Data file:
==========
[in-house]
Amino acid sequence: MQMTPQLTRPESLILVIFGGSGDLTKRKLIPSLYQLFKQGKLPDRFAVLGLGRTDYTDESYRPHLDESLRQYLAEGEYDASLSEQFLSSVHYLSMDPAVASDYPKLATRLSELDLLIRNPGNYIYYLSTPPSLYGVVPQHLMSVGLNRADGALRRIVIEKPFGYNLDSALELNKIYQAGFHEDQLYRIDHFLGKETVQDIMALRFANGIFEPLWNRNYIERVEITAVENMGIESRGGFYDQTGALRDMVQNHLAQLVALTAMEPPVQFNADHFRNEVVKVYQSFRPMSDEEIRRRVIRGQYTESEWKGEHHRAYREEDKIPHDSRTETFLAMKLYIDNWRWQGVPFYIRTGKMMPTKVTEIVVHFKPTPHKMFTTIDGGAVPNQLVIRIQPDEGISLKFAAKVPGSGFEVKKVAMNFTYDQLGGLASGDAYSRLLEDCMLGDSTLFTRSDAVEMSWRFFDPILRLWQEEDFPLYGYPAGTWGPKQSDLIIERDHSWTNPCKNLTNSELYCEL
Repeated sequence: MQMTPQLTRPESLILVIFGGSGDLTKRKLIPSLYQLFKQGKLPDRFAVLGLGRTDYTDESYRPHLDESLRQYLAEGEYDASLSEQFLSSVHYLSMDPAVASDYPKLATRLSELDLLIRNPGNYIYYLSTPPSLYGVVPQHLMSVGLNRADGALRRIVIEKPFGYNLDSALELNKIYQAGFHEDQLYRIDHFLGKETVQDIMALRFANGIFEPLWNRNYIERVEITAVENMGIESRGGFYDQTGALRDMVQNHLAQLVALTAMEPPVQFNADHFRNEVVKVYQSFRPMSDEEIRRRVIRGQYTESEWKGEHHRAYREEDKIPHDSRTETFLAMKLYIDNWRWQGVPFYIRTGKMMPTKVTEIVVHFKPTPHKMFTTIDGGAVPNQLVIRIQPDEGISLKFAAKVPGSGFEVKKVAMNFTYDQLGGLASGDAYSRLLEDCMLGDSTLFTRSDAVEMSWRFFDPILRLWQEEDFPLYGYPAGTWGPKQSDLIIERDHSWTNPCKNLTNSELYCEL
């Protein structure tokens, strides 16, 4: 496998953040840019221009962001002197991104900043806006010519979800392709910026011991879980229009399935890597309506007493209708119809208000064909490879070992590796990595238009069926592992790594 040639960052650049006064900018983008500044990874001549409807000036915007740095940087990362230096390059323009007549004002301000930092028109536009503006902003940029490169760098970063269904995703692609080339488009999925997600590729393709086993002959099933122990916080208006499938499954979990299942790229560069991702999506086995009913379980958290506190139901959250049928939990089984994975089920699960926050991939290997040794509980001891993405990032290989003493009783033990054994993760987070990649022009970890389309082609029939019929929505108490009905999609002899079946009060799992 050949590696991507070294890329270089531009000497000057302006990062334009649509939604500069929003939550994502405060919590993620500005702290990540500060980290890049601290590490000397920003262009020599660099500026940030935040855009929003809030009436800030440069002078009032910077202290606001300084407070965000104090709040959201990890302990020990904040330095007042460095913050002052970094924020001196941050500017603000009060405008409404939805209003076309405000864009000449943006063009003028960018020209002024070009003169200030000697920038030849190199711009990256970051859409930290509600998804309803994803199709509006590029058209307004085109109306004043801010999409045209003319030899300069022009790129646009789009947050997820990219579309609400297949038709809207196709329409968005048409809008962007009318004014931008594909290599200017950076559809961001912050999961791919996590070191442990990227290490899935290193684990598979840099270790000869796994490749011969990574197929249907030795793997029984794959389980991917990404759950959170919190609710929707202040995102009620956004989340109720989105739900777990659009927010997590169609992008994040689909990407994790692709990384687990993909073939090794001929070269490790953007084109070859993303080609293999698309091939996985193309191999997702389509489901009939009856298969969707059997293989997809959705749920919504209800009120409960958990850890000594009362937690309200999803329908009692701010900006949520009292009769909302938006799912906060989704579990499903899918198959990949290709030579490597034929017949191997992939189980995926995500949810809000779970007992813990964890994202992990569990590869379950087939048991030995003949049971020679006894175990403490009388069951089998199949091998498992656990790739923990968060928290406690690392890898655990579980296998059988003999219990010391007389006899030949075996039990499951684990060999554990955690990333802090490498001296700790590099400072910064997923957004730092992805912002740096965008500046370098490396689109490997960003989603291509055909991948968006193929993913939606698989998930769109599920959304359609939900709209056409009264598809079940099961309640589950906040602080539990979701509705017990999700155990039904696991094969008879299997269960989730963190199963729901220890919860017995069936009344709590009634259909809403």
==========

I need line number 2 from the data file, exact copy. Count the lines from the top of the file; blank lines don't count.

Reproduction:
Amino acid sequence: MQMTPQLTRPESLILVIFGGSGDLTKRKLIPSLYQLFKQGKLPDRFAVLGLGRTDYTDESYRPHLDESLRQYLAEGEYDASLSEQFLSSVHYLSMDPAVASDYPKLATRLSELDLLIRNPGNYIYYLSTPPSLYGVVPQHLMSVGLNRADGALRRIVIEKPFGYNLDSALELNKIYQAGFHEDQLYRIDHFLGKETVQDIMALRFANGIFEPLWNRNYIERVEITAVENMGIESRGGFYDQTGALRDMVQNHLAQLVALTAMEPPVQFNADHFRNEVVKVYQSFRPMSDEEIRRRVIRGQYTESEWKGEHHRAYREEDKIPHDSRTETFLAMKLYIDNWRWQGVPFYIRTGKMMPTKVTEIVVHFKPTPHKMFTTIDGGAVPNQLVIRIQPDEGISLKFAAKVPGSGFEVKKVAMNFTYDQLGGLASGDAYSRLLEDCMLGDSTLFTRSDAVEMSWRFFDPILRLWQEEDFPLYGYPAGTWGPKQSDLIIERDHSWTNPCKNLTNSELYCEL